Concrete Clouds makes its Singapore premiere in the festival on April 12, with director Lee Chatametikool on hand for a talk afterward. Clouds premiered in Busan last year and has also screened in Rotterdam and Vesoul. The story of a young stocks trader (Ananda Everingham) returning to Bangkok during the 1997 financial crisis, it's the feature directorial debut by Lee, who has been an editor on many films, most notably most of Apichatpong Weerasethakul's features.
Gaddafi, making its Asian premiere, precedes Clouds. The short documentary, the latest from Panu Aree, Kong Rithdee and Kaweenipon Ketprasit (The Convert, Baby Arabia), is about a Thai-Muslim teen who was given the name Mohammad Gaddafi by his father, who was an admirer of the slain Libyan dictator Muammar Gaddafi. But now the boy's mother worries about the legacy of that name. "By giving the floor to both advocates and opponents, the interviews with this Thai- Muslim family pose the age-old question: what's in a name?" Gaddafi was previously featured in last year's International Documentary Film Festival Amsterdam.
Director Ing K will be on hand on May 2 and for the Singapore premiere of the banned-in-Thailand Shakespeare Must Die and the "world premiere" of the companion documentary Censor Must Die, which chronicles the efforts of Ing K. and producer Manit Sriwanichpoom to screen Shakespeare in Thailand. Despite the ban, Shakespeare has screened at a few overseas festivals, including Tripoli, where it won the Grand Prize and NETPAC Prize.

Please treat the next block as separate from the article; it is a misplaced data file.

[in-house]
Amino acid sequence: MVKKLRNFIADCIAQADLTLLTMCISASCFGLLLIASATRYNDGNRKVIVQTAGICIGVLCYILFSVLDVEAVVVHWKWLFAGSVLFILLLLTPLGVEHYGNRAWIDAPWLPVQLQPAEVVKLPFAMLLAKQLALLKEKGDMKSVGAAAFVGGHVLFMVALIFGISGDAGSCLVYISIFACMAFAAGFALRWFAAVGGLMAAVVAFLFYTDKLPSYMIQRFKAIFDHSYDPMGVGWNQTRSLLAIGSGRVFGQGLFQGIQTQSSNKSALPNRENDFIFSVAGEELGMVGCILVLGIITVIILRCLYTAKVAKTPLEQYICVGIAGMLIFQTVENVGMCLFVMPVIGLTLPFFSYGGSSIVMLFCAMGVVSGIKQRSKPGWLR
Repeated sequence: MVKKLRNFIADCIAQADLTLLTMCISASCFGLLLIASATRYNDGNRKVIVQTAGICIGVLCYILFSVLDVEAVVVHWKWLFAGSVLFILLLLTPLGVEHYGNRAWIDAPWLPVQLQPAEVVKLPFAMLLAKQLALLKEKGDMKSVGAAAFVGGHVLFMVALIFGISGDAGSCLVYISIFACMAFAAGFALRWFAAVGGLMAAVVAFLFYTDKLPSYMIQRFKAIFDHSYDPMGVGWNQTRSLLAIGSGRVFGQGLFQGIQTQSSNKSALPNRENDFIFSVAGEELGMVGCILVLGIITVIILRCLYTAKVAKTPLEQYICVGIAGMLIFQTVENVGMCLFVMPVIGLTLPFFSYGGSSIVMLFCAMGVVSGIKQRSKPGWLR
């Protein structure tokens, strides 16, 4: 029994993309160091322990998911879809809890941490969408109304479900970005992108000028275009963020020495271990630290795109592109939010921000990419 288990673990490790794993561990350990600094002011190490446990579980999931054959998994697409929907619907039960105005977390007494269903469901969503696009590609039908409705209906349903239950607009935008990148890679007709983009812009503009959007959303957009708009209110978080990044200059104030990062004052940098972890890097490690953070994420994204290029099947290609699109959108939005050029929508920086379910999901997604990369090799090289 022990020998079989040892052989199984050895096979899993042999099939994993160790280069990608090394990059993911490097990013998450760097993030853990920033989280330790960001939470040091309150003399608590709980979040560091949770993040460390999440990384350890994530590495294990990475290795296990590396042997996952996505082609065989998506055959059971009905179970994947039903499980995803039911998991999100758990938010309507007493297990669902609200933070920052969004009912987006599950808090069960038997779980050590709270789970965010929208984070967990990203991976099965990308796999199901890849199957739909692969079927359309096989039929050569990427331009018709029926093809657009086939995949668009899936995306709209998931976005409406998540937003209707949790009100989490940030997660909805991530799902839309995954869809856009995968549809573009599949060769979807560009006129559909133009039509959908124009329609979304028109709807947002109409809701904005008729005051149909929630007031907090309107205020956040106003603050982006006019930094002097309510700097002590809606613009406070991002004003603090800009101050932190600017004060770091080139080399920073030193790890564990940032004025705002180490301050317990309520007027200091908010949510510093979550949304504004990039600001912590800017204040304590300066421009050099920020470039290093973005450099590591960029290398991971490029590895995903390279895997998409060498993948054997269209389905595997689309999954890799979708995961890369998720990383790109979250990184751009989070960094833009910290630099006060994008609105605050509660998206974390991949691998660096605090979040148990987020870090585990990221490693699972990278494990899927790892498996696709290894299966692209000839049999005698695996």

Ahead of the screening in Singapore, Ing K. had this to say:
As one of the most banned people in the world, at work in a divided country under a regime that employs the best Western media and political lobbyists that money can buy, I'm uniquely qualified to be your tour guide to this artist's circle of hell. As a filmmaker I have been banned twice officially (My Teacher Eats Biscuits in 1998 and Shakespeare Must Die in 2012) and once unofficially. This last applies to Censor Must Die. Despite their own official conclusion citing a legal clause governing news reportage that the film is exempted from the censorship process "because it has been made from events that really happened," the censors have threatened to sue any theatre that releases the film to the public. In addition, both films have been subjected to a smear campaign by the aforementioned international lobbyists who strive to paint them as "royalist propaganda" and even "Ku Klux Klan hate speech"! The films themselves are proof of my truthful intentions. But this defense was denied me since their efforts have ensured that the films would not be seen. Very big thanks as well as deep respect are due, therefore, to the independent, courageous people behind the Southeast Asian Film Festival, who have made it possible at last for me to say: see the films for yourself.
The Southeast Asian Film Festival runs from April 11 to May 4 in the Moving Image Gallery of the Singapore Art Museum.